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Design Methodologies for Soft-Material Robots Through Additive Manufacturing, From Prototyping to Locomotion

[+] Author Affiliations
Eliad Cohen, Stephen McCarthy

University of Massachussetts, Lowell, MA

Vishesh Vikas, Barry Trimmer

Tufts University, Medford, MA

Paper No. DETC2015-47507, pp. V05BT08A015; 9 pages
  • ASME 2015 International Design Engineering Technical Conferences and Computers and Information in Engineering Conference
  • Volume 5B: 39th Mechanisms and Robotics Conference
  • Boston, Massachusetts, USA, August 2–5, 2015
  • Conference Sponsors: Design Engineering Division, Computers and Information in Engineering Division
  • ISBN: 978-0-7918-5713-7
  • Copyright © 2015 by ASME


Soft material robots have gained interest in recent years due to the mechanical potential of non-rigid materials and technological development in the additive manufacturing (3D printing) techniques. The incorporation of soft materials provides robots with potential for locomotion in unstructured environments due to the conformability and deformability properties of the structure. Current additive manufacturing techniques allow multimaterial printing which can be utilized to build soft bodied robots with rigid-material inclusions/features in a single process, single batch (low manufacturing volumes) thus saving on both design prototype time and need for complex tools to allow multimaterial manufacturing. However, design and manufacturing of such deformable robots needs to be analyzed and formalized using state of the art tools.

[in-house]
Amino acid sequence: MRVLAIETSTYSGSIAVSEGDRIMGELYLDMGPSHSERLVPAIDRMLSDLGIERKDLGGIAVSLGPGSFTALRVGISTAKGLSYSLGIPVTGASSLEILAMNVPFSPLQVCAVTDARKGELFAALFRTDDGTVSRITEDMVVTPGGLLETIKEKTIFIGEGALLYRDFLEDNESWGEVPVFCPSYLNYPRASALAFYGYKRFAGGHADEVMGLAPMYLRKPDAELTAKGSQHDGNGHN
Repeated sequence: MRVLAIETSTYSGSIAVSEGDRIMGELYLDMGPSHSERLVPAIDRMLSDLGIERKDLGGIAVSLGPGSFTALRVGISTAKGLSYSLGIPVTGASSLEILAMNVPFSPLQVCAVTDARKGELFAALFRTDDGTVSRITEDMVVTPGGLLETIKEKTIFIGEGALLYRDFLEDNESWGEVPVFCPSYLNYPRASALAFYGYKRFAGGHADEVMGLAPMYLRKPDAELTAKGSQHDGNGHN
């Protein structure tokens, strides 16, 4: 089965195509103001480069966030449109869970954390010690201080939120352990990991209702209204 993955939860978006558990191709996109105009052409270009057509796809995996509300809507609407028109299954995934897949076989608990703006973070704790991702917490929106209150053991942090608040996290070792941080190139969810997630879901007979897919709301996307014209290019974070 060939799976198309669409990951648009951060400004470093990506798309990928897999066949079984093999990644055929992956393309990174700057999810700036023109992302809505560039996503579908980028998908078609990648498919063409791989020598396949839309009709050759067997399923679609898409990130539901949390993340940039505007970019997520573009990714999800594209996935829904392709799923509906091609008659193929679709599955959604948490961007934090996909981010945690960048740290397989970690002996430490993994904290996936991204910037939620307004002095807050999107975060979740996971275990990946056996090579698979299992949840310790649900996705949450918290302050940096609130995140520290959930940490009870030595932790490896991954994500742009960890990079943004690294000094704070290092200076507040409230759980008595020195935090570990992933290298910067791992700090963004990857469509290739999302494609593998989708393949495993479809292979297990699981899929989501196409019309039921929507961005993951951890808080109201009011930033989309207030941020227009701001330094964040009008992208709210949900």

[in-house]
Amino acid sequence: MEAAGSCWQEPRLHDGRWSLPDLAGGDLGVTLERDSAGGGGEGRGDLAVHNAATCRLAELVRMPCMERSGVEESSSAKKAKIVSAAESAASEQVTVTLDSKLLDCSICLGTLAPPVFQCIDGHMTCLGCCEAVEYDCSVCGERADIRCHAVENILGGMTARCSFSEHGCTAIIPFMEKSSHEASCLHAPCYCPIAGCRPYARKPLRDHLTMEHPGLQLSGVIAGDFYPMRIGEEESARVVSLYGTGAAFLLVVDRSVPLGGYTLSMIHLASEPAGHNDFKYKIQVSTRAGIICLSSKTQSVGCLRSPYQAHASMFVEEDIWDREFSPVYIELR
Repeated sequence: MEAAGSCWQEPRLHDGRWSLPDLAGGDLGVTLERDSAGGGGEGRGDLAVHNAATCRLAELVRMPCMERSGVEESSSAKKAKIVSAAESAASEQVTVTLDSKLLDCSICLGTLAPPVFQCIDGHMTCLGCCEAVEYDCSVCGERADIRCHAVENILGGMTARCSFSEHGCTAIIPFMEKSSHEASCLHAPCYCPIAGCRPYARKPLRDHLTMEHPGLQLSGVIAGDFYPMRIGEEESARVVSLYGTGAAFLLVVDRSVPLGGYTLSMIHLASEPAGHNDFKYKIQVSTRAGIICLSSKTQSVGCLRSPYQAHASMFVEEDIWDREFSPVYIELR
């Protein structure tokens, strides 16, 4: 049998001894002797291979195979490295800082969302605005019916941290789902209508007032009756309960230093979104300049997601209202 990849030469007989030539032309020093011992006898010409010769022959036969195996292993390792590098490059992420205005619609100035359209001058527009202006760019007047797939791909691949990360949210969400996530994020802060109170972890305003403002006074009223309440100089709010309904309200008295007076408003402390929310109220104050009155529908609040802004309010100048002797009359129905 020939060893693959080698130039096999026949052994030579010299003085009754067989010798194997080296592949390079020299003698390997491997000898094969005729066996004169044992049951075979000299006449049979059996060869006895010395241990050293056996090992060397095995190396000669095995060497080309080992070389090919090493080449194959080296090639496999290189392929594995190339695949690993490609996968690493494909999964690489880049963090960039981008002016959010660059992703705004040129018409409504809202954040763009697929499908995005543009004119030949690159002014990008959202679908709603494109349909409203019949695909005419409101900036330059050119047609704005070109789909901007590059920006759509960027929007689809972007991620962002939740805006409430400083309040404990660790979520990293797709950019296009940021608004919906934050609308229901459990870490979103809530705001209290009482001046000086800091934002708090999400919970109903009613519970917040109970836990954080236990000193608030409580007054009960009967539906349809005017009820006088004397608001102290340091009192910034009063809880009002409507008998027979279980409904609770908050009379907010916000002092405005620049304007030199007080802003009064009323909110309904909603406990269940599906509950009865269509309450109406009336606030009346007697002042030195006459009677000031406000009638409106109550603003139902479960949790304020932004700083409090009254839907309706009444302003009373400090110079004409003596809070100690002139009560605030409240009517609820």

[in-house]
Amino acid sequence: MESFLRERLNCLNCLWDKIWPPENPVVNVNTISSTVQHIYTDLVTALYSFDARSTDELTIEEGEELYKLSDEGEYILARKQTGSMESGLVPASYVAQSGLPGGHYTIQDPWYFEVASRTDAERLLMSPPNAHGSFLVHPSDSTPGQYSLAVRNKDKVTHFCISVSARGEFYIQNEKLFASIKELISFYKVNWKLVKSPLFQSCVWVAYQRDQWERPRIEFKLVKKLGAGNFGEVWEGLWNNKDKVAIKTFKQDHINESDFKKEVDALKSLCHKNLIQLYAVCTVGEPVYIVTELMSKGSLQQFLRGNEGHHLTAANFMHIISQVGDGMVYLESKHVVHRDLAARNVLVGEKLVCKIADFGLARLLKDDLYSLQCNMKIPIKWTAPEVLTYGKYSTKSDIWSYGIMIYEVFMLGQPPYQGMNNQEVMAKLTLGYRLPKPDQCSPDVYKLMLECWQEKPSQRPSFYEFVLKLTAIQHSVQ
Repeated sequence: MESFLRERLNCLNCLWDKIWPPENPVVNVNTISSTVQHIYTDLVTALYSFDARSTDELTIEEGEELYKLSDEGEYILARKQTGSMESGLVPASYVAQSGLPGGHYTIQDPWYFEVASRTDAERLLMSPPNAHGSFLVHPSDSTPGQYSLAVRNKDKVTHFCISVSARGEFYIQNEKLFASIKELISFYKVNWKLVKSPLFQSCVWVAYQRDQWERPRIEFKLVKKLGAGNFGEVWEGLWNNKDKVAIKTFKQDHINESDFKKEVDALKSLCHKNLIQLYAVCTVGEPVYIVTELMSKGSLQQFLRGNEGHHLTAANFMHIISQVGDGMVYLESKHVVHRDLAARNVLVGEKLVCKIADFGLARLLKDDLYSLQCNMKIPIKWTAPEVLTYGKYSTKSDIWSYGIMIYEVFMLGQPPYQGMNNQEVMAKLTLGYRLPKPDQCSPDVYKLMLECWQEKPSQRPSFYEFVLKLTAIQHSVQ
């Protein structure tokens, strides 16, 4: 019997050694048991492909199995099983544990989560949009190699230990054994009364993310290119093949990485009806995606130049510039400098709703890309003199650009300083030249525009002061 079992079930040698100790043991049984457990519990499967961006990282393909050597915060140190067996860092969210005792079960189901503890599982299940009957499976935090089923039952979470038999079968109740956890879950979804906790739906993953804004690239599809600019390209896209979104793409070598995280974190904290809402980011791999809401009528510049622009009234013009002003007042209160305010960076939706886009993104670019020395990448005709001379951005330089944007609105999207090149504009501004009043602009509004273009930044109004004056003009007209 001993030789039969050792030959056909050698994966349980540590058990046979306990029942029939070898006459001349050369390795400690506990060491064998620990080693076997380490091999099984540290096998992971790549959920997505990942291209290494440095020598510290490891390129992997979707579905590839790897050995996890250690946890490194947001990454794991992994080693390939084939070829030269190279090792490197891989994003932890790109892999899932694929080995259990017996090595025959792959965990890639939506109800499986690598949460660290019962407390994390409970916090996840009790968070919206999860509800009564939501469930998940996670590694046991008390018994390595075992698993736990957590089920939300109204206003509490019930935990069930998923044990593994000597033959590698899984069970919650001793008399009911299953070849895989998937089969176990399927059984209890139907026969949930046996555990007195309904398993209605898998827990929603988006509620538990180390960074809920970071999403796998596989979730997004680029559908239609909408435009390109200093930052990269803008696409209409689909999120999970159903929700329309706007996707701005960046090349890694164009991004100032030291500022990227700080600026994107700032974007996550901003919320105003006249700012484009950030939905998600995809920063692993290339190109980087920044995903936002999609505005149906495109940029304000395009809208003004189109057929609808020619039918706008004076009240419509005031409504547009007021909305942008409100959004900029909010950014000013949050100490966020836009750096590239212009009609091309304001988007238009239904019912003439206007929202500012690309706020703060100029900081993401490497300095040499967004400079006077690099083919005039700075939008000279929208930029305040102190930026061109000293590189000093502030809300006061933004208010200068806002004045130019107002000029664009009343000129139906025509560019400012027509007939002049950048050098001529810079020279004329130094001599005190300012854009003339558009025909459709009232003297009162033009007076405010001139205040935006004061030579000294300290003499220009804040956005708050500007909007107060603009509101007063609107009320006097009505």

This work conceptualizes methodology for motor-tendon actuated soft-bodied robots capable of locomotion. The methodology relies on additive manufacturing as both a prototyping tool and a primary manufacturing tool and is categorized into body design & development, actuation and control design. This methodology is applied to design a soft caterpillar-like biomimetic robot with soft deformable body, motor-tendon actuators which utilizes finite contact points to effect locomotion. The versatility of additive manufacturing is evident in the complex designs that are possible when implementing unique actuation techniques contained in a soft body robot (Modulus discrepancy); For the given motor-tendon actuation, the hard tendons are embedded inside the soft material body which acts as both a structure and an actuator. Furthermore, the modular design of soft/hard component coupling is only possible due to this manufacturing technique and often eliminates the need for joining and fasteners. The multi-materials are also used effectively to manipulate friction by utilizing soft/hard material frictional interaction disparity.

Copyright © 2015 by ASME



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